In Egypt, the Scriptural " land of plenty," and in Western Peru, in both 'of which rain rarely falls, and consequently the crops are wholly dependent upon irrigation, bread varies but little in price in the absence of internal troubles ; while at Malta, culinary vegetables can always be had in abundance through- out every year however dry, the largest cabbages never exceeding a penny per head, and every other similar article in proportion, even during the presence of a fleet of several thousand men—all the products of irrigation.


Doob Grass.—It is not known how or when this grass was introduced into New South Wales ; but it has made such rapid progress since then over the country, as to threaten to supersede, in a great measure, the native grasses. Its roots not only strike many feet deep into the soil, but ramify in all direc- tions through it, while its tendrils shoot rapidly along the superfices, taking root at intervals as they proceed, thus forming a thick network above ground as well as below, binding the miry as well as the sandy soils, so as to make them passable for both animals and wheel-carriages, and at the same time fur- nishing places with abundant food for stock, which yielded nothing before.

It has also been successfully applied in preventing, by its binding qualities, the washing away of land by floods, of which the late Mr. Macarthur was the . first to test its merits in this respect, at Camden. Indeed, from the rapidity with which it spreads, it bids fair at no distant period to convert the numerous wastes of interior Australia into grassy meadows and downs ; as from the deep- ness to which it burrows, and the enduring nature of its roots, it is so consti- tuted as to defy the severest droughts or floods to which the Australian interior is subject, from making any deadly impression upon it.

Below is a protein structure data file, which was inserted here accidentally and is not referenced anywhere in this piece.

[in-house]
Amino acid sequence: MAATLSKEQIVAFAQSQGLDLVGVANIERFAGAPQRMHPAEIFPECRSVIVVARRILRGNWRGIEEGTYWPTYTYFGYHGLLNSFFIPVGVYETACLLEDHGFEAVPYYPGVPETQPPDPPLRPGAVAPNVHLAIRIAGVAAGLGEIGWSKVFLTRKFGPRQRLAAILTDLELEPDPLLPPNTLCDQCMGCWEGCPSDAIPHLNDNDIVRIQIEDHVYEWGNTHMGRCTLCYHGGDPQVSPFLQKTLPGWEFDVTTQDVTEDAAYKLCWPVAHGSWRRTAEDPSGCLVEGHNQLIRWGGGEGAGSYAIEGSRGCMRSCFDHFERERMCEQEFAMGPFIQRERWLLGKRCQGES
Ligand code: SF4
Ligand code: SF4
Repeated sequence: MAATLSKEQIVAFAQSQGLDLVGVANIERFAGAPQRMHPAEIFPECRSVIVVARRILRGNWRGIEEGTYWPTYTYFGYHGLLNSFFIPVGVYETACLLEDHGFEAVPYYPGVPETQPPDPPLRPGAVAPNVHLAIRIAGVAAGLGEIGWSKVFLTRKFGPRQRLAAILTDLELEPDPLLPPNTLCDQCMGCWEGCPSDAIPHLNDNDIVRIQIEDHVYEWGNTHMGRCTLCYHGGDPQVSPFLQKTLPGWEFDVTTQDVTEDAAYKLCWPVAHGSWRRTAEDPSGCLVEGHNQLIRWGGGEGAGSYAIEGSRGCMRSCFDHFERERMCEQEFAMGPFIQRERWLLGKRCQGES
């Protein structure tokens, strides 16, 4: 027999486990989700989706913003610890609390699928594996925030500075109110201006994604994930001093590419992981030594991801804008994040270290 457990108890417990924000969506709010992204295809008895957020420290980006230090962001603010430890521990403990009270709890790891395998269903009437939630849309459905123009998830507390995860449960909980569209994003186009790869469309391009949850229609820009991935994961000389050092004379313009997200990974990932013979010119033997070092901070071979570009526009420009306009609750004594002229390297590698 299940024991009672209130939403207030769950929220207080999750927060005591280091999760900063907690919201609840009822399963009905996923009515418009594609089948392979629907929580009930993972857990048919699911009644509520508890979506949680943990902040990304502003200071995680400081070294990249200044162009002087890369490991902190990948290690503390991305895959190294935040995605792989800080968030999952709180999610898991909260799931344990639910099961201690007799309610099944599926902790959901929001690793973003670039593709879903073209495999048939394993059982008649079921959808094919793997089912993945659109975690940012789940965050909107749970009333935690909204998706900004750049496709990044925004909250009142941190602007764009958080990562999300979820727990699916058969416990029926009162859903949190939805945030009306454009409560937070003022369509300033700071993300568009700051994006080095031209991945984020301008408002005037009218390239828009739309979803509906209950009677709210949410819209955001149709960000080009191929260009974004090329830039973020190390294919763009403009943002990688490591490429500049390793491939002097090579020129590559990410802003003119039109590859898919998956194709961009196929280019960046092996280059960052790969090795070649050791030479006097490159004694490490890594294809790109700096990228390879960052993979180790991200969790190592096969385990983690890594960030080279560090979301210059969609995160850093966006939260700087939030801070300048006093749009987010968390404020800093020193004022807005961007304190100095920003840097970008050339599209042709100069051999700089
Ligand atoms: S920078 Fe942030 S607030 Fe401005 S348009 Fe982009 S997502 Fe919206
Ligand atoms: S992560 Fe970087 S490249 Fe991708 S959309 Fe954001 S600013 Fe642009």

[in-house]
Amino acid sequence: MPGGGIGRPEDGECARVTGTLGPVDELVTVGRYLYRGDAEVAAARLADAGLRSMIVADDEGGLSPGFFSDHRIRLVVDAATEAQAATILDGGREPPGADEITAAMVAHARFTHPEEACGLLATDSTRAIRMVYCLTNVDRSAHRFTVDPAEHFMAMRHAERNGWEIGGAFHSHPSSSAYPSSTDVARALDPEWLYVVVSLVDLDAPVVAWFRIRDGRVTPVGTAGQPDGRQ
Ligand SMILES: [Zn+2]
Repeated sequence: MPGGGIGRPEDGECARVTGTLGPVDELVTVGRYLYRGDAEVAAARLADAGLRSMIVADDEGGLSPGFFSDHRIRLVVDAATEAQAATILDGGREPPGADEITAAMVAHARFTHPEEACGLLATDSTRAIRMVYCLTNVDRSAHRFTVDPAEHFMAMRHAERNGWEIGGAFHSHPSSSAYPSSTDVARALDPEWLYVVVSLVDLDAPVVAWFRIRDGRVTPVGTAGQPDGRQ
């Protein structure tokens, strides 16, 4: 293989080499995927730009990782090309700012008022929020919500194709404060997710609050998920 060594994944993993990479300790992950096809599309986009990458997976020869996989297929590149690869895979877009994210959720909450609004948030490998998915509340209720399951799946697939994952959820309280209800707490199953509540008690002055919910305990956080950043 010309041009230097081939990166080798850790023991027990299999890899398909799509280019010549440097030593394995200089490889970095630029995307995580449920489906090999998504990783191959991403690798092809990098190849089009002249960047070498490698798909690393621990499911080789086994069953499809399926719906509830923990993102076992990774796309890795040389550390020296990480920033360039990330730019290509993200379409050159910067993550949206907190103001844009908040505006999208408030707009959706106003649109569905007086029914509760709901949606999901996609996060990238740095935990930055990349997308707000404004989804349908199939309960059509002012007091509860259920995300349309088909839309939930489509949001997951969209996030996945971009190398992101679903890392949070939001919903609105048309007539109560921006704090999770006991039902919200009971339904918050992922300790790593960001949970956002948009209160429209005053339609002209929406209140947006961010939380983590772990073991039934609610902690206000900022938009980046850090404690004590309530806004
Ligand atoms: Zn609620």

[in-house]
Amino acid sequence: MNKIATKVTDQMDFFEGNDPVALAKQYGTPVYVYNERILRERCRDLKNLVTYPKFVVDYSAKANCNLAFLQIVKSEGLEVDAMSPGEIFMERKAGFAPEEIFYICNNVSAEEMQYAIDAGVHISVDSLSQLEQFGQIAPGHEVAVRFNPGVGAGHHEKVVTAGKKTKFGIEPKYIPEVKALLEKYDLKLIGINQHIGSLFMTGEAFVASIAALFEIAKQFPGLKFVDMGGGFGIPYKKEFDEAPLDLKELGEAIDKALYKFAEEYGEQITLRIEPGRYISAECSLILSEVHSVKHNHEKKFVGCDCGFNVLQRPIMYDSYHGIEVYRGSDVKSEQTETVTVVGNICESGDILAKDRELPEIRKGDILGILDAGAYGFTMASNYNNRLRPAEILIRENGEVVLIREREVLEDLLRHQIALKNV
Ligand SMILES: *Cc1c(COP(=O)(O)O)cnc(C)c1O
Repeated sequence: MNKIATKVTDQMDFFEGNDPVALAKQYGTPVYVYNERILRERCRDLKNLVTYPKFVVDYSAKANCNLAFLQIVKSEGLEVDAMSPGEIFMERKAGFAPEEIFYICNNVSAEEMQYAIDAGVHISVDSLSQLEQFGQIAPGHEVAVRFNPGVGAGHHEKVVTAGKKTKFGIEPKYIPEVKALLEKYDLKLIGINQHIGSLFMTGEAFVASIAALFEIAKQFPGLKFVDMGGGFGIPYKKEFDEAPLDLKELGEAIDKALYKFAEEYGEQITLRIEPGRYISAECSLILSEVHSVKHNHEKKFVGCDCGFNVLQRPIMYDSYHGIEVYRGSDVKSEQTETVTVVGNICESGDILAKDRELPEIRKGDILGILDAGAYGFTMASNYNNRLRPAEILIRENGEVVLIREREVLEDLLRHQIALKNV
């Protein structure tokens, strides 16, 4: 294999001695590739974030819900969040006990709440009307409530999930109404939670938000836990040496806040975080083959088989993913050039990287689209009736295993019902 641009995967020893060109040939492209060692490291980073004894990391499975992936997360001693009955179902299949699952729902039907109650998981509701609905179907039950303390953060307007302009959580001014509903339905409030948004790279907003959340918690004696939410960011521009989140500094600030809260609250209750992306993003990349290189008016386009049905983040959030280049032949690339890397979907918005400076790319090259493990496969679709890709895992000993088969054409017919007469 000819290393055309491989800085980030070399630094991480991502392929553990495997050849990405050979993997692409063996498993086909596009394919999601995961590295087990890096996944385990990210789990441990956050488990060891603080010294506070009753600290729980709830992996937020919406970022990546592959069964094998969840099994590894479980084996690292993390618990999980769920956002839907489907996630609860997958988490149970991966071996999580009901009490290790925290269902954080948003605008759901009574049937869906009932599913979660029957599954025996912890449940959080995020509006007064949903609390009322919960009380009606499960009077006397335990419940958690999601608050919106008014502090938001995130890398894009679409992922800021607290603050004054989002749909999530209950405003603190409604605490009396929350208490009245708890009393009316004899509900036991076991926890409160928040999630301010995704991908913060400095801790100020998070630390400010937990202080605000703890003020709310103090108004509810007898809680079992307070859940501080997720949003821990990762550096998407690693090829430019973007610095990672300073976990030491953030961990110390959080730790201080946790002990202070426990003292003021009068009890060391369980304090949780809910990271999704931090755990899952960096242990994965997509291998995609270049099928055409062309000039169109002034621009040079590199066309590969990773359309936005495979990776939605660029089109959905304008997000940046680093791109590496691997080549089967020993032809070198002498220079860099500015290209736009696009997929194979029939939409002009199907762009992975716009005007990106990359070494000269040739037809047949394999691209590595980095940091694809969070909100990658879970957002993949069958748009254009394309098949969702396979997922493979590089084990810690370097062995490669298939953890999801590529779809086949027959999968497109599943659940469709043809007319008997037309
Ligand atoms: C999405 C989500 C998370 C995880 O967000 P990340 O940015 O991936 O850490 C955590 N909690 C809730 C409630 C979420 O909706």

It would, indeed, be conferring a great future good upon the colony, were all travellers into the interior to carry a store of its seeds along with them, to scatter at intervals in their route, so as to hasten the covering of the present interior wastes with verdure.

It must strike any one who has witnessed the binding effects upon the Aus- tralian sands, what great benefits would attend its introduction into Southern France, which moving sands are fast converting into deserts, as its binding qualities would not only arrest their progress, but convert them into pasture- downs.

The doob grass stands heat and drought infinitely better, but cold worse than the native grasses ; while it is always the first to show, by its leafy shoots of lively green, the influence of a passing shower, as well as the longest to reap its benefits. Though much coarser in blade in its wild state than the native grasses, yet it improves greatly in this respect by cultivation—is much relished by cattle, as well as a good fattener of them, particularly when its pastures are intermingled with white clover, which agrees well with it, while it also makes good hay.

Its roots form in some parts of India no small portion of the horse and cattle food, and were similarly used in the vicinity of Sydney daring the great drought terminating in 1829; the horses relishing them much when washed and chopped up. A HINT FOR ENGLAND'S HEDGERS.